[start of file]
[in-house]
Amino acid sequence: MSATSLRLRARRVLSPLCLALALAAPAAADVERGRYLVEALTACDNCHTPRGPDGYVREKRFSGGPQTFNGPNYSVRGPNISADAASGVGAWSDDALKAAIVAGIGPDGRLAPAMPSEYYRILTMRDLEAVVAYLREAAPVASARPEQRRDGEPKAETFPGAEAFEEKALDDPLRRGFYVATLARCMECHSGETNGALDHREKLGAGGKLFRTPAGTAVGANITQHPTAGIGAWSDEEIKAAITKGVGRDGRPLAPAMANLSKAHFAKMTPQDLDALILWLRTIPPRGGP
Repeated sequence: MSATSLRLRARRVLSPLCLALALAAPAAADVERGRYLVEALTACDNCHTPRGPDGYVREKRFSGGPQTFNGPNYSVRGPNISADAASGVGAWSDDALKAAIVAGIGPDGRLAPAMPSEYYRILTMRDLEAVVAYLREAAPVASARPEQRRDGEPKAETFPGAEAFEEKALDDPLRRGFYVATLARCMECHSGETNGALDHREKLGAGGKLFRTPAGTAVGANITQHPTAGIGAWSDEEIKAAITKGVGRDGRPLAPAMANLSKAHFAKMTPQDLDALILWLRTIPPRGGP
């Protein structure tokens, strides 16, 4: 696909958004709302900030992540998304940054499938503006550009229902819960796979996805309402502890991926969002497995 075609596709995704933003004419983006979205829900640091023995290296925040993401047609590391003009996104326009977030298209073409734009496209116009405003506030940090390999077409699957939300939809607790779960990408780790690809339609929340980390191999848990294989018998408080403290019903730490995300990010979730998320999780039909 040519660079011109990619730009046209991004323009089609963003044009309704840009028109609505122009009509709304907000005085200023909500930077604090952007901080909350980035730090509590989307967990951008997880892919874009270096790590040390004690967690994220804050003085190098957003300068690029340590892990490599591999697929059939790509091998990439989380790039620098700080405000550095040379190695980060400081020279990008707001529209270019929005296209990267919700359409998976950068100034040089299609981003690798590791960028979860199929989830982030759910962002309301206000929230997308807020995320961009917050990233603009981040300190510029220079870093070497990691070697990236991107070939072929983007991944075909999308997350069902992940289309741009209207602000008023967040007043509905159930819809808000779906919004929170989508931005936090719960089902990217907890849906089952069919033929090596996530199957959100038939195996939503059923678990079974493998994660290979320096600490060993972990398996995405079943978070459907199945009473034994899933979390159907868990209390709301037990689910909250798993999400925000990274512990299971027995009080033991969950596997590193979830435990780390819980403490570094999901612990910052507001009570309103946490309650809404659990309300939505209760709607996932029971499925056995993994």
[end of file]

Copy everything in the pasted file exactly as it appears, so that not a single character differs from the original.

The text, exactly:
[in-house]
Amino acid sequence: MSATSLRLRARRVLSPLCLALALAAPAAADVERGRYLVEALTACDNCHTPRGPDGYVREKRFSGGPQTFNGPNYSVRGPNISADAASGVGAWSDDALKAAIVAGIGPDGRLAPAMPSEYYRILTMRDLEAVVAYLREAAPVASARPEQRRDGEPKAETFPGAEAFEEKALDDPLRRGFYVATLARCMECHSGETNGALDHREKLGAGGKLFRTPAGTAVGANITQHPTAGIGAWSDEEIKAAITKGVGRDGRPLAPAMANLSKAHFAKMTPQDLDALILWLRTIPPRGGP
Repeated sequence: MSATSLRLRARRVLSPLCLALALAAPAAADVERGRYLVEALTACDNCHTPRGPDGYVREKRFSGGPQTFNGPNYSVRGPNISADAASGVGAWSDDALKAAIVAGIGPDGRLAPAMPSEYYRILTMRDLEAVVAYLREAAPVASARPEQRRDGEPKAETFPGAEAFEEKALDDPLRRGFYVATLARCMECHSGETNGALDHREKLGAGGKLFRTPAGTAVGANITQHPTAGIGAWSDEEIKAAITKGVGRDGRPLAPAMANLSKAHFAKMTPQDLDALILWLRTIPPRGGP
């Protein structure tokens, strides 16, 4: 696909958004709302900030992540998304940054499938503006550009229902819960796979996805309402502890991926969002497995 075609596709995704933003004419983006979205829900640091023995290296925040993401047609590391003009996104326009977030298209073409734009496209116009405003506030940090390999077409699957939300939809607790779960990408780790690809339609929340980390191999848990294989018998408080403290019903730490995300990010979730998320999780039909 040519660079011109990619730009046209991004323009089609963003044009309704840009028109609505122009009509709304907000005085200023909500930077604090952007901080909350980035730090509590989307967990951008997880892919874009270096790590040390004690967690994220804050003085190098957003300068690029340590892990490599591999697929059939790509091998990439989380790039620098700080405000550095040379190695980060400081020279990008707001529209270019929005296209990267919700359409998976950068100034040089299609981003690798590791960028979860199929989830982030759910962002309301206000929230997308807020995320961009917050990233603009981040300190510029220079870093070497990691070697990236991107070939072929983007991944075909999308997350069902992940289309741009209207602000008023967040007043509905159930819809808000779906919004929170989508931005936090719960089902990217907890849906089952069919033929090596996530199957959100038939195996939503059923678990079974493998994660290979320096600490060993972990398996995405079943978070459907199945009473034994899933979390159907868990209390709301037990689910909250798993999400925000990274512990299971027995009080033991969950596997590193979830435990780390819980403490570094999901612990910052507001009570309103946490309650809404659990309300939505209760709607996932029971499925056995993994």